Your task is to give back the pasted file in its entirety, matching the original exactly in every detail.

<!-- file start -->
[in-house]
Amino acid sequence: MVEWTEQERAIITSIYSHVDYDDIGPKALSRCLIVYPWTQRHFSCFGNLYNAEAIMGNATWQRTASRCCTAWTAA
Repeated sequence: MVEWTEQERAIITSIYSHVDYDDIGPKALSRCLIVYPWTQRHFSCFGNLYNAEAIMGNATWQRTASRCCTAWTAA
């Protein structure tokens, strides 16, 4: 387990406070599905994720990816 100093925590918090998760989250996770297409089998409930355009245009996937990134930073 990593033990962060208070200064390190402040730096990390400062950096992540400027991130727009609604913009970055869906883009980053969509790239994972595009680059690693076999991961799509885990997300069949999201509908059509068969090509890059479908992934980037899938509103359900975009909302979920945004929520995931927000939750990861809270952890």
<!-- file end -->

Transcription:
[in-house]
Amino acid sequence: MVEWTEQERAIITSIYSHVDYDDIGPKALSRCLIVYPWTQRHFSCFGNLYNAEAIMGNATWQRTASRCCTAWTAA
Repeated sequence: MVEWTEQERAIITSIYSHVDYDDIGPKALSRCLIVYPWTQRHFSCFGNLYNAEAIMGNATWQRTASRCCTAWTAA
């Protein structure tokens, strides 16, 4: 387990406070599905994720990816 100093925590918090998760989250996770297409089998409930355009245009996937990134930073 990593033990962060208070200064390190402040730096990390400062950096992540400027991130727009609604913009970055869906883009980053969509790239994972595009680059690693076999991961799509885990997300069949999201509908059509068969090509890059479908992934980037899938509103359900975009909302979920945004929520995931927000939750990861809270952890």